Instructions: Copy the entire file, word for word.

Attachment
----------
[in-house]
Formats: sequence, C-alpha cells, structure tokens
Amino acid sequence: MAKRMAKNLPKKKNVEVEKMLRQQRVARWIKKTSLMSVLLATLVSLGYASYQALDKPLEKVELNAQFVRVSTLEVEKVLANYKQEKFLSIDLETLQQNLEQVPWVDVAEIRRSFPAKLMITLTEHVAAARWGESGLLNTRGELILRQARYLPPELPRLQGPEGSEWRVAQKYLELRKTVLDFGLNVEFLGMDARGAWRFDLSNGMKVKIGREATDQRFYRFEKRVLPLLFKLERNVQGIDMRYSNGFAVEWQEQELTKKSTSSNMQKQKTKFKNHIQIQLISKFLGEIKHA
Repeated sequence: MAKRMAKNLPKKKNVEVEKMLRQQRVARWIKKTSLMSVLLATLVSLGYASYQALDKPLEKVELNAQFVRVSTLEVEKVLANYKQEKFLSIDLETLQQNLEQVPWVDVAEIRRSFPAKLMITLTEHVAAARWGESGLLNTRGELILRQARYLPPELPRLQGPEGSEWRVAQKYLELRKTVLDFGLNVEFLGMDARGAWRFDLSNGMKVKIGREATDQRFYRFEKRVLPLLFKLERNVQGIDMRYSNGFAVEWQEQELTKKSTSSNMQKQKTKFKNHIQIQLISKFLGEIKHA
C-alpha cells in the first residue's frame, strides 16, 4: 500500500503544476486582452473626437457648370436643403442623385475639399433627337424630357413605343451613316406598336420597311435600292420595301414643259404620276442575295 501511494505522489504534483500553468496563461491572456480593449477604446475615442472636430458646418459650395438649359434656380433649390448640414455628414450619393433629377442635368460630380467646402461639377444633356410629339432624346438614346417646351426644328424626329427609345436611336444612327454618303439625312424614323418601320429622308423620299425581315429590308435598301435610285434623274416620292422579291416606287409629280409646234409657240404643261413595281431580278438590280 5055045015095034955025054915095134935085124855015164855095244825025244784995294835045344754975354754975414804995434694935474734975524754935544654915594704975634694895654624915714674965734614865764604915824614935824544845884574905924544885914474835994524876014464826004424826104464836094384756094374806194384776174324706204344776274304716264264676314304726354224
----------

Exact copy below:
[in-house]
Formats: sequence, C-alpha cells, structure tokens
Amino acid sequence: MAKRMAKNLPKKKNVEVEKMLRQQRVARWIKKTSLMSVLLATLVSLGYASYQALDKPLEKVELNAQFVRVSTLEVEKVLANYKQEKFLSIDLETLQQNLEQVPWVDVAEIRRSFPAKLMITLTEHVAAARWGESGLLNTRGELILRQARYLPPELPRLQGPEGSEWRVAQKYLELRKTVLDFGLNVEFLGMDARGAWRFDLSNGMKVKIGREATDQRFYRFEKRVLPLLFKLERNVQGIDMRYSNGFAVEWQEQELTKKSTSSNMQKQKTKFKNHIQIQLISKFLGEIKHA
Repeated sequence: MAKRMAKNLPKKKNVEVEKMLRQQRVARWIKKTSLMSVLLATLVSLGYASYQALDKPLEKVELNAQFVRVSTLEVEKVLANYKQEKFLSIDLETLQQNLEQVPWVDVAEIRRSFPAKLMITLTEHVAAARWGESGLLNTRGELILRQARYLPPELPRLQGPEGSEWRVAQKYLELRKTVLDFGLNVEFLGMDARGAWRFDLSNGMKVKIGREATDQRFYRFEKRVLPLLFKLERNVQGIDMRYSNGFAVEWQEQELTKKSTSSNMQKQKTKFKNHIQIQLISKFLGEIKHA
C-alpha cells in the first residue's frame, strides 16, 4: 500500500503544476486582452473626437457648370436643403442623385475639399433627337424630357413605343451613316406598336420597311435600292420595301414643259404620276442575295 501511494505522489504534483500553468496563461491572456480593449477604446475615442472636430458646418459650395438649359434656380433649390448640414455628414450619393433629377442635368460630380467646402461639377444633356410629339432624346438614346417646351426644328424626329427609345436611336444612327454618303439625312424614323418601320429622308423620299425581315429590308435598301435610285434623274416620292422579291416606287409629280409646234409657240404643261413595281431580278438590280 5055045015095034955025054915095134935085124855015164855095244825025244784995294835045344754975354754975414804995434694935474734975524754935544654915594704975634694895654624915714674965734614865764604915824614935824544845884574905924544885914474835994524876014464826004424826104464836094384756094374806194384776174324706204344776274304716264264676314304726354224